Patients with prolonged or recurrent chest pain may have a condition called unstable angina or suffer a certain type of heart attack called non‐ST elevation myocardial infarction. These conditions can be managed with two main treatment strategies. Several studies have been done to determine which strategy is superior. In one strategy, the routine invasive strategy, all patients have a catheter inserted to image their coronary arteries and look for atherosclerotic narrowing. If a significant narrowing or complicated plaque is found then the artery may be dilated by means of a balloon catheter that is inserted and inflated across the narrowing. The patency of the vessel is maintained by insertion of a metallic stent. In some cases, the narrowing will not be amenable to this approach and surgery to bypass the narrowing is required. In the other conservative strategy, patients are initially treated with drugs and only those who suffer more chest pain while receiving the drugs or who demonstrate evidence of atherosclerotic narrowing as suggested by other non‐invasive tests, such as stress testing or imaging, undergo coronary angiography and revascularization if indicated.

In people who have had a heart attack because of blocked heart arteries insertion of thin metal tubes (stents) were better than using small balloons to open the arteries up again

Arteries can become clogged and narrowed with deposits of fat, cholesterol and other substances. This is called atherosclerosis and can cause heart attack. Two methods to open narrowed or clogged arteries in people who have had a recent heart attack are inserting a deflated small balloon in the artery and expand it to open the vessel (balloon angioplasty) or to insert a thin metal tube or sleeve (stent) into the artery to scaffold the artery open. This review compared these treatments and found both were equally effective at preventing death but using stents was better than balloon angioplasty because fewer arteries needed to be re‐cleared and stents prevented more heart attacks than balloon angioplasty.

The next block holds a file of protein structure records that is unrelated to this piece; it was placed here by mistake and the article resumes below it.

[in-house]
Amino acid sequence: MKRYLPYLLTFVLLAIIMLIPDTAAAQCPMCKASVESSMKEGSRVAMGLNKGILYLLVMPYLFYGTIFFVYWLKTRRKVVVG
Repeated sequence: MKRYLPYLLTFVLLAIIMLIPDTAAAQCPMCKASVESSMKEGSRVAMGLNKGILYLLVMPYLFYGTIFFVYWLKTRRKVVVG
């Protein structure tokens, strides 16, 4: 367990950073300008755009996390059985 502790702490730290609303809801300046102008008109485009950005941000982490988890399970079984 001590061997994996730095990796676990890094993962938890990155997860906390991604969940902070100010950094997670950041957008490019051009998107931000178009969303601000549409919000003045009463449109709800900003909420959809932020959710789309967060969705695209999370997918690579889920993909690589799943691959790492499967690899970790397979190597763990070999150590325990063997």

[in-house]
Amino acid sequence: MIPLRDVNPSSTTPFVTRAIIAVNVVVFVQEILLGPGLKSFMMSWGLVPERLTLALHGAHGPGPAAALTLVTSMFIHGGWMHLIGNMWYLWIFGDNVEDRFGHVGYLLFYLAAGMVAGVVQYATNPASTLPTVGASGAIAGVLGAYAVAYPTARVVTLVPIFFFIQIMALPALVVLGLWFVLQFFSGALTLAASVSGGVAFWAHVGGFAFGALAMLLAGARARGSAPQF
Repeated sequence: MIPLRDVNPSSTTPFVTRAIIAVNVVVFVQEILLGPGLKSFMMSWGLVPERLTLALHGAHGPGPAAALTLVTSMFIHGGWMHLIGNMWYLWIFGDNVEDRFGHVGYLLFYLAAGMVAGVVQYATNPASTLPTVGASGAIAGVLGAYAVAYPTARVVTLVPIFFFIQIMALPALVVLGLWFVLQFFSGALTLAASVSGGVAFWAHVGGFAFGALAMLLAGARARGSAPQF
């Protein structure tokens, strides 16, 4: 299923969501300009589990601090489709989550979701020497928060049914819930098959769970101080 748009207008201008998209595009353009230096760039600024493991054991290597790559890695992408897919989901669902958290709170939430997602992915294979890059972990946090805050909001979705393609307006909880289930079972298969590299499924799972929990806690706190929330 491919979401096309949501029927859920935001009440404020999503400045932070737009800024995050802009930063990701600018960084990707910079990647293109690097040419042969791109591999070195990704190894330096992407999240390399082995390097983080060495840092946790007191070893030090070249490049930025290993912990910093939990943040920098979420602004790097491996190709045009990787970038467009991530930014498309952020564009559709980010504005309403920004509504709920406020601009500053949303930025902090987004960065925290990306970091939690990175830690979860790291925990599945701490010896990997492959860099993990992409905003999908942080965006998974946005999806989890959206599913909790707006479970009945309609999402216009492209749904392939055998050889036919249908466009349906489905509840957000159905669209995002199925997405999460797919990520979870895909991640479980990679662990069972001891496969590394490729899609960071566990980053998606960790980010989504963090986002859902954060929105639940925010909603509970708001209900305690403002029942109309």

Psychological interventions for coronary heart disease

Heart attacks and cardiac surgery may be frightening and traumatic, and can lead some patients to experience psychological problems. In addition, some psychological characteristics are linked to the development and progression of cardiac complaints. Psychological treatments for depression, anxiety, stress or maladaptive behaviours are sometimes offered to patients, either individually or as part of a comprehensive package of cardiac rehabilitation. This review examined studies where the effect of these psychological interventions could be distinguished from other components of rehabilitative treatment (e.g. exercise). We found evidence that psychological interventions may produce small to moderate reductions in depression and anxiety, and may also reduce cardiac mortality, but did not find evidence that they reduced the rate of heart attack or need for cardiac surgery, or total mortality.

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Terms to know

Coronary Artery
A principal artery that originates in the aorta. It supplies blood to the muscular tissue of the heart.
Diabetes (Diabetes Mellitus)
A disease in which the body does not control the amount of glucose (a type of sugar) in the blood and the kidneys make a large amount of urine. This disease occurs when the body does not make enough insulin or does not use it the way it should.
The hollow, muscular organ that maintains the circulation of the blood.
Muscles function to produce force and motion. They are primarily responsible for maintaining and changing posture, locomotion, as well as movement of internal organs, such as the contraction of the heart and the movement of food through the digestive system.
A colorless, odorless gas. It is needed for animal and plant life. Oxygen that is breathed in enters the blood from the lungs and travels to the tissues.

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Other terms to know: See all 5
Coronary Artery, Diabetes (Diabetes Mellitus), Heart